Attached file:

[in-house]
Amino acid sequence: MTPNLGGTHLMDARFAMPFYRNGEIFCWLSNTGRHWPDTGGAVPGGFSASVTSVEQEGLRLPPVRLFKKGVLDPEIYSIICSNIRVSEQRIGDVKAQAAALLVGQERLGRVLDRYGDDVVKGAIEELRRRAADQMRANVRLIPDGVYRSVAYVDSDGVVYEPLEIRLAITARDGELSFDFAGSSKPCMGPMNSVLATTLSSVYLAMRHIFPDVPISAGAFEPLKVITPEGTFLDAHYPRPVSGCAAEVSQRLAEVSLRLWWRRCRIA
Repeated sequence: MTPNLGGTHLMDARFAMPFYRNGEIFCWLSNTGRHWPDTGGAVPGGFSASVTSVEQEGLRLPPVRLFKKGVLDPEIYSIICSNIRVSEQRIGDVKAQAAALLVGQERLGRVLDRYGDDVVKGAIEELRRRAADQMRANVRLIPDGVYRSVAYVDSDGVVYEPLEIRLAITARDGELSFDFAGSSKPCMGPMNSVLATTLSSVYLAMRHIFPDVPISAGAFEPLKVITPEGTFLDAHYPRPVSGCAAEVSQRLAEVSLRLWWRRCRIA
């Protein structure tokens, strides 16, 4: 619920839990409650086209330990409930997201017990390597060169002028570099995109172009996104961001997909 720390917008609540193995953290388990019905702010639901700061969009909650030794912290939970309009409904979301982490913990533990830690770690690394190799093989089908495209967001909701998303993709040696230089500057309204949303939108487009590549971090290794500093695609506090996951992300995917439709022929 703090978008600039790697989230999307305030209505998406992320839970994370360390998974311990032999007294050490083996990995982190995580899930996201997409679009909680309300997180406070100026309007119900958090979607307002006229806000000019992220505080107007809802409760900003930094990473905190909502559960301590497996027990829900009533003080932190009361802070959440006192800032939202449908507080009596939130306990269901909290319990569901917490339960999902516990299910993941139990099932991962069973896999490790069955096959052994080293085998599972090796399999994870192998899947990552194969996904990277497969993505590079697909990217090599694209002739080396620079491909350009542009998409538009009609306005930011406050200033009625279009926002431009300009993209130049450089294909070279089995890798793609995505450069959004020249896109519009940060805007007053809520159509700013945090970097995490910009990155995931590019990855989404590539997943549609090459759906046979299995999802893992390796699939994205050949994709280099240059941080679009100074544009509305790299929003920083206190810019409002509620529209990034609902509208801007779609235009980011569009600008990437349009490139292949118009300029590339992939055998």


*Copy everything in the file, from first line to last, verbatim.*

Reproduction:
[in-house]
Amino acid sequence: MTPNLGGTHLMDARFAMPFYRNGEIFCWLSNTGRHWPDTGGAVPGGFSASVTSVEQEGLRLPPVRLFKKGVLDPEIYSIICSNIRVSEQRIGDVKAQAAALLVGQERLGRVLDRYGDDVVKGAIEELRRRAADQMRANVRLIPDGVYRSVAYVDSDGVVYEPLEIRLAITARDGELSFDFAGSSKPCMGPMNSVLATTLSSVYLAMRHIFPDVPISAGAFEPLKVITPEGTFLDAHYPRPVSGCAAEVSQRLAEVSLRLWWRRCRIA
Repeated sequence: MTPNLGGTHLMDARFAMPFYRNGEIFCWLSNTGRHWPDTGGAVPGGFSASVTSVEQEGLRLPPVRLFKKGVLDPEIYSIICSNIRVSEQRIGDVKAQAAALLVGQERLGRVLDRYGDDVVKGAIEELRRRAADQMRANVRLIPDGVYRSVAYVDSDGVVYEPLEIRLAITARDGELSFDFAGSSKPCMGPMNSVLATTLSSVYLAMRHIFPDVPISAGAFEPLKVITPEGTFLDAHYPRPVSGCAAEVSQRLAEVSLRLWWRRCRIA
């Protein structure tokens, strides 16, 4: 619920839990409650086209330990409930997201017990390597060169002028570099995109172009996104961001997909 720390917008609540193995953290388990019905702010639901700061969009909650030794912290939970309009409904979301982490913990533990830690770690690394190799093989089908495209967001909701998303993709040696230089500057309204949303939108487009590549971090290794500093695609506090996951992300995917439709022929 703090978008600039790697989230999307305030209505998406992320839970994370360390998974311990032999007294050490083996990995982190995580899930996201997409679009909680309300997180406070100026309007119900958090979607307002006229806000000019992220505080107007809802409760900003930094990473905190909502559960301590497996027990829900009533003080932190009361802070959440006192800032939202449908507080009596939130306990269901909290319990569901917490339960999902516990299910993941139990099932991962069973896999490790069955096959052994080293085998599972090796399999994870192998899947990552194969996904990277497969993505590079697909990217090599694209002739080396620079491909350009542009998409538009009609306005930011406050200033009625279009926002431009300009993209130049450089294909070279089995890798793609995505450069959004020249896109519009940060805007007053809520159509700013945090970097995490910009990155995931590019990855989404590539997943549609090459759906046979299995999802893992390796699939994205050949994709280099240059941080679009100074544009509305790299929003920083206190810019409002509620529209990034609902509208801007779609235009980011569009600008990437349009490139292949118009300029590339992939055998």